‘Terrorism a grave threat to Humanity’, India at the UN General Assembly

‘Terrorism a grave threat to Humanity’, India at the UN General Assembly

by Shruthi Venkatesh November 12 2018, 3:27 pm Estimated Reading Time: 2 mins, 23 secs

Terrorism is the most serious violation of human rights said India at the UN, urging the global community to take a resolute action against the menace in all its forms and manifestations. On the 2nd of November, the First Secretary in the Permanent Mission of India to the United Nations, Paulomi Tripathi said at General Assembly 3rd session on report of the ‘Human Rights Council’ that terrorism is the most serious violation of human right and international community must take resolute action against it to protect the fundamental freedom of innocent people.

“A lack of consensus in the Human Rights Council's actions in situation-specific issues is a worrisome development that compromises its effectiveness and credibility,” Tripathi stated at the UN. “Terrorism is the most serious violation of human rights which emanates from beyond our borders. The international community must take resolute action against terrorism in all its forms and manifestations to prevent and stop abuse of human rights and fundamental freedoms of innocent people,” Tripathi said according to a report in PTI.

General assembly by Human rights council (brookings institution)

According to her, the adoption of aggressive and confrontational approach and overly intrusive methods, without consultation and consent of the country is concerned to have been counterproductive, leading only to politicisation of human rights issues. Moreover, India has called for the Human Rights Council to continue to strengthen its adherence to the fundamental principles of universality, transparency, impartiality, objectivity, non-selectivity and constructive dialogue for retaining its relevance and efficacy.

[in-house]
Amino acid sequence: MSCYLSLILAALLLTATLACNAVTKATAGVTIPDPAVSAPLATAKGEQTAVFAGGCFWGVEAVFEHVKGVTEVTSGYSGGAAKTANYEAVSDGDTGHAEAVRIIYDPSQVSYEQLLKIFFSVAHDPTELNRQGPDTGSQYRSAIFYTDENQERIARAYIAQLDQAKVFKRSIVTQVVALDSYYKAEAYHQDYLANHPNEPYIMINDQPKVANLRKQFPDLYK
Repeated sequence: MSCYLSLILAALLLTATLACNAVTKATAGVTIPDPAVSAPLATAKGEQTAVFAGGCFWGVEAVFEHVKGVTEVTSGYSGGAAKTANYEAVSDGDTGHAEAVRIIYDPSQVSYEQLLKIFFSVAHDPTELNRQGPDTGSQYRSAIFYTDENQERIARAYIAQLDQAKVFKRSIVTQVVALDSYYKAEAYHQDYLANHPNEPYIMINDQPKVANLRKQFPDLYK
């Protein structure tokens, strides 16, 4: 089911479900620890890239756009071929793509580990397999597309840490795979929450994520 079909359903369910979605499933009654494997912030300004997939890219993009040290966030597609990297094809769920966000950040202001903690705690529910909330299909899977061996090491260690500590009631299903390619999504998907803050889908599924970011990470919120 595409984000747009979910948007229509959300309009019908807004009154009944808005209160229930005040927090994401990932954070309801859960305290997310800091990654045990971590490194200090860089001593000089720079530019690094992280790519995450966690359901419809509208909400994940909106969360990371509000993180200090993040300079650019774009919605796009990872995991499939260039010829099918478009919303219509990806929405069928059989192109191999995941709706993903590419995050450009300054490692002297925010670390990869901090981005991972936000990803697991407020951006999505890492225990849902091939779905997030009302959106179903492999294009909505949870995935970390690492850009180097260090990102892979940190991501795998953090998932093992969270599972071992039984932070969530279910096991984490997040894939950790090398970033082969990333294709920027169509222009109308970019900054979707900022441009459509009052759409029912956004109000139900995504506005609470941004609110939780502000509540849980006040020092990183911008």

Tripathi also pointed out that the number of special procedures is increasing since commencement of the Council, leading to duplication of mandates, which clearly focuses that the process of selection of procedure of those mandate-holders that needs more transparency. She said the dependence of the Council on voluntary funding is of continuing concern and the Council needs to continue to rationalise its priorities of work, to make the most efficient use of the limited resources.

Paulomi Tripathi, secretary with India's permanent mission to the UNGA (news track english)

Tripathi expressed her concern on council’s dependency on voluntary funding and emphasized the role of council in building consensus on the issues such as protection of human rights in the cyberspace and impact of artificial intelligence on human rights. India was last month elected to the Human Rights Council and remains committed to bring in pluralistic, moderate and balanced perspectives, to bridge multiple divides in human rights discourse and in action, within the Council and beyond.

India has raised this issue of terrorism at UN General Assembly sessions many number of times, citing terrorism a grave threat to humanity and have urged the international community to unite the act against this threat and to prevail peace and stability in the world yet India itself is a victim of terrorism for last 40 years.

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